Saturday, April 13, 2013

Thomas Jefferson's Birthday Today

President Kennedy once remarked, at an intimate White House dinner, that here seated was the greatest gathering of intellect since President Thomas Jefferson ... dined alone!

In honor of the man who wrote America's Declaration of Independence, indeed a Renaissance Man, am bringing back part of an early story, now in the "Mentors, Help along the Way" chapter of my book, Wayfaring Traveler, Whale Rider of the Tide.

Moonlight Gardens & Monticello

Now planting fragrance and my uprooted self in far western mountains, am remembering my father's voice, reading aloud Lost Horizon. 

We had sailed from jasmine and dolphins of the tropics to wild orange bittersweet, concord grapes, and alarming mottled lobsters which thrash claws and shriek as they hit boiling water; turn scarlet. I had never seen snow.

Curled in Father's lap by the fire, he reads to me of a remote hidden valley in the Tibetan Himalayas, the legend of Shangri-La. The story unfolds to an extraordinary agenda to safeguard world beauties and mind-treasures, while the world goes mad with global war.

Evening scent of tuberose rises from Shangri-La's fertile valley to mountainside Lamasery, the haunting "fragrance of moonlight." I was enchanted! Father paused in the story:

"Victorians planted "moonlight gardens" like Shangri-La's, fragrant at night."


"Um. Named after Victoria, Queen of England. She lived a long time, and set her stamp on a time of wealth, railroads, factories, England in India, great explorers. She tended to be disapproving and certain of England's right to rule. Your grandparents were born into the last of that era.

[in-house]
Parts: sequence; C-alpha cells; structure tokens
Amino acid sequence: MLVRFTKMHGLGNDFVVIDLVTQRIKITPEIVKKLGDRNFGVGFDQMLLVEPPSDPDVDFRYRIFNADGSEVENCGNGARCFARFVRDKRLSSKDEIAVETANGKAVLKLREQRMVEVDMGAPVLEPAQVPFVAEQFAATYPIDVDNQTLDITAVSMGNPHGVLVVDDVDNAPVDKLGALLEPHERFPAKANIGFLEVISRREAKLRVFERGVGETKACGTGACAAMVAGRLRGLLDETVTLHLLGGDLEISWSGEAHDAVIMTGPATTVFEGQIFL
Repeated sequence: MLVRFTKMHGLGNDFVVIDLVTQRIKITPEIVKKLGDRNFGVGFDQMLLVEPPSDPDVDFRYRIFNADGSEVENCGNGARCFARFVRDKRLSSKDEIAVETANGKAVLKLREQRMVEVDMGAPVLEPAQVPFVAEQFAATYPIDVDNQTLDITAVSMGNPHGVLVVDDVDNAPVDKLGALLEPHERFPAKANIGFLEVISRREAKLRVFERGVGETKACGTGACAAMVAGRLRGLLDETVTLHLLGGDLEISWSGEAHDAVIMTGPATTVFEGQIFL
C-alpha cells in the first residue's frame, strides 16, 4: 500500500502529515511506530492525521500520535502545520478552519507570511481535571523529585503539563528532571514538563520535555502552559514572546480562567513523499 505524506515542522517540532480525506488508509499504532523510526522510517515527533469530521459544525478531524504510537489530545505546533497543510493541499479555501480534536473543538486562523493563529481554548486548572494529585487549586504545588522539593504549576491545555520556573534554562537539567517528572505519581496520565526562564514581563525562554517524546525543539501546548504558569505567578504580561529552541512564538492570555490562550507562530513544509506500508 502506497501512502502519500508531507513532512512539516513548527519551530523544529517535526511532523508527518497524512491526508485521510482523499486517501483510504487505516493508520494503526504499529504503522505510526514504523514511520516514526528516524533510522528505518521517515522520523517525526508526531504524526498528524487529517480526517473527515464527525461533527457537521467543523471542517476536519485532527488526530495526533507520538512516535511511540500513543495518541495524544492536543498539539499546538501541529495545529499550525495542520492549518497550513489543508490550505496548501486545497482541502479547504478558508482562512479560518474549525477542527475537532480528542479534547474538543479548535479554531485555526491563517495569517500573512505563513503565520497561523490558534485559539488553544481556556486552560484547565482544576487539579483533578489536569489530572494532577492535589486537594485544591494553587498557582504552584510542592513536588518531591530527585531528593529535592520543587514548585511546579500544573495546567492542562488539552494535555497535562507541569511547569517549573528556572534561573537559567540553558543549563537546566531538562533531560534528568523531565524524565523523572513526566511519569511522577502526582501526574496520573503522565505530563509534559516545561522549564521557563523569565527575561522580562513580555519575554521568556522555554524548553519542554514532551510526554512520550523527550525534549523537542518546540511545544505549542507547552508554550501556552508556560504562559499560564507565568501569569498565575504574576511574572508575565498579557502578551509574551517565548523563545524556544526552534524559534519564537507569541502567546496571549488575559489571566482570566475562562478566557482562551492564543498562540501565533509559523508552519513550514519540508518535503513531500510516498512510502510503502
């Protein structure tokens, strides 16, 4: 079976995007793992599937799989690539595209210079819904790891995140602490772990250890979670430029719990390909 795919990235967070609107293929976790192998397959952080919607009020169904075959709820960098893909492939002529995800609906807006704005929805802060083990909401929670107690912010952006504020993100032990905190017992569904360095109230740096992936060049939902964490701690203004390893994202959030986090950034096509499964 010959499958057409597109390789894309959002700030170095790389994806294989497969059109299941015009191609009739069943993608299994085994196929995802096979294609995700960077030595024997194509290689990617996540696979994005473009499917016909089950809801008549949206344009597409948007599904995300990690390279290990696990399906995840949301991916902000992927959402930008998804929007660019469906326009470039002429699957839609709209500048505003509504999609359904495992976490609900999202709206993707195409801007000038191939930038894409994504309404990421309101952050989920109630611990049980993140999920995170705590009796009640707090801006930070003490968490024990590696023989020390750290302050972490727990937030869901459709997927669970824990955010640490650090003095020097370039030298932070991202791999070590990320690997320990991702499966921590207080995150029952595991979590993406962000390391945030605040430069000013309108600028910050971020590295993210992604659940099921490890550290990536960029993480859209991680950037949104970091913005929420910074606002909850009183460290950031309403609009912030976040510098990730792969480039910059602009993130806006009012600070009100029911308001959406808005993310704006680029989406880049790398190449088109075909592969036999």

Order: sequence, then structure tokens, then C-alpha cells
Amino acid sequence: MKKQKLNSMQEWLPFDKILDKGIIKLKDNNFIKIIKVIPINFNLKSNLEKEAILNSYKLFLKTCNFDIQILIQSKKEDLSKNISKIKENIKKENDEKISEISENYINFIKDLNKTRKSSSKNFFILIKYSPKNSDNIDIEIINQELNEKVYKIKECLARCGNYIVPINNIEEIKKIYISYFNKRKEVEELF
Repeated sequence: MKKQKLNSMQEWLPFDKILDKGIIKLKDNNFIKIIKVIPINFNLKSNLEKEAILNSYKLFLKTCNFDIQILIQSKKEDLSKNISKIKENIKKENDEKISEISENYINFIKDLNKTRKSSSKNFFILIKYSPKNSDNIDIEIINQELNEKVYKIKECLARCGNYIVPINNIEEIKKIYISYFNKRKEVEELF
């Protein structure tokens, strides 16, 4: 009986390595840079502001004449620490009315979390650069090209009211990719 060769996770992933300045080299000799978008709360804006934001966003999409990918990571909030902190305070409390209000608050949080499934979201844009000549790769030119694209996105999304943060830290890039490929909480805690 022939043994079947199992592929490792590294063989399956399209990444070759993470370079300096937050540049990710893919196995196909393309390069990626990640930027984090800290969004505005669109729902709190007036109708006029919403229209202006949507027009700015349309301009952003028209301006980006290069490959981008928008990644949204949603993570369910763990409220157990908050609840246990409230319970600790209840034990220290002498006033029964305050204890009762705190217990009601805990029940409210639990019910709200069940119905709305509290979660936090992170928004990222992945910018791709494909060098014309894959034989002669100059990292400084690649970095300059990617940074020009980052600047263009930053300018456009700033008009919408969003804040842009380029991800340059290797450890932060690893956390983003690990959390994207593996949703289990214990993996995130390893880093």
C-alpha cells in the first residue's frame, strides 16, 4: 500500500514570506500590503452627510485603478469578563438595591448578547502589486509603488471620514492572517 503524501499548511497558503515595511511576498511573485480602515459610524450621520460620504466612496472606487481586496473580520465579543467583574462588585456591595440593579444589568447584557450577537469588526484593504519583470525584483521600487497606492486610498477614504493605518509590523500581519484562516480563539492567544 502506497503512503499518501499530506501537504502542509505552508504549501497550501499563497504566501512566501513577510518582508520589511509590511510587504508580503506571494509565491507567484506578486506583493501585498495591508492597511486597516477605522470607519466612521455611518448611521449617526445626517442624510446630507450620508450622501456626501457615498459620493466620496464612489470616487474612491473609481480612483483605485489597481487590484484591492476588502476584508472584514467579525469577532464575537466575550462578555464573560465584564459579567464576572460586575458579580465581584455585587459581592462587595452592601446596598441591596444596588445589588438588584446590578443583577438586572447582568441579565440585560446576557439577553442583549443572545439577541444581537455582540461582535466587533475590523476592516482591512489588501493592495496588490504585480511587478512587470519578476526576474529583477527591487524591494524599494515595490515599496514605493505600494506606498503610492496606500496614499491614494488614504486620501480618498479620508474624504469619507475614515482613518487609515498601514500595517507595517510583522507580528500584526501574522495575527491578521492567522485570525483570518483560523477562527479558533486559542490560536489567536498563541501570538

"And, little lady, we're going to visit some gardens soon, made nearly 200 years ago by men who fought England's king."

"Before Victoria?"

"Yes, when America was part of England, and not happy about it."


"No, it's winter now. Flowers are sleeping under snow till spring."

In the fullness of summer, we travel to George Washington's Mt. Vernon and Thomas Jefferson's Monticello. By Jefferson's library:

"Pay attention to the docent." 

I look up dreamily at the solidity of my father. He holds my hand.

"But, I am paying attention."

Holding my other hand: a tall elegant 18th century man, knee britches, embroidered waistcoat, blazing forehead, twinkling eye.

The docent drones on.

I walk away, as it were, into the gardens as they had been, walled, terraced, and fruitful, on a Blue Ridge mountaintop: Hand-in-hand with an Ambassador to the French Court, a President, a yeoman farmer. 

A deeply-felt land, library and sanctuary still visited by Jefferson, its dreamer.

Hearing Father read Lost Horizon had alerted me to the hallowed nature of gardens and ancient wisdom. Beauty is not necessarily protected in a brutal epoch: Guardians protect...


At April 13, 2013 at 11:22 AM , Anonymous Anonymous said...

I'm a big fan of Tom J. Always like that the round dome of his house was for his billiard table so he wouldn't have to shoot around walls or beams as happens when you put a table in the average house. Billiards was illegal in many places back then also. Tom never let foolishness interfer with his personal rights, another good thing about TJ...

At April 13, 2013 at 12:53 PM , Blogger Wayfarer said...

Yes! Marvelously creative iconoclast. I loved his inventions at Monticello. He wrote voluminously, letters to scholars and glitterati of that era in several languages, and created a device with a second quill pen/paper which made copy of his correspondence. He had a desk where he read standing (he was very tall) and a reading chair with extended arms and a candle on each terminus.

There's more of course; the place is alive with his endeavours, despite his having died bankrupt and most of his treasures dispersed. (His valuable library, he had gifted to the fledgling Library of Congress.)

A Jewish Naval officer whose name eludes me, bought and restored Monticello after J's death, as his gift to the nation, speaking of unsung heroes.


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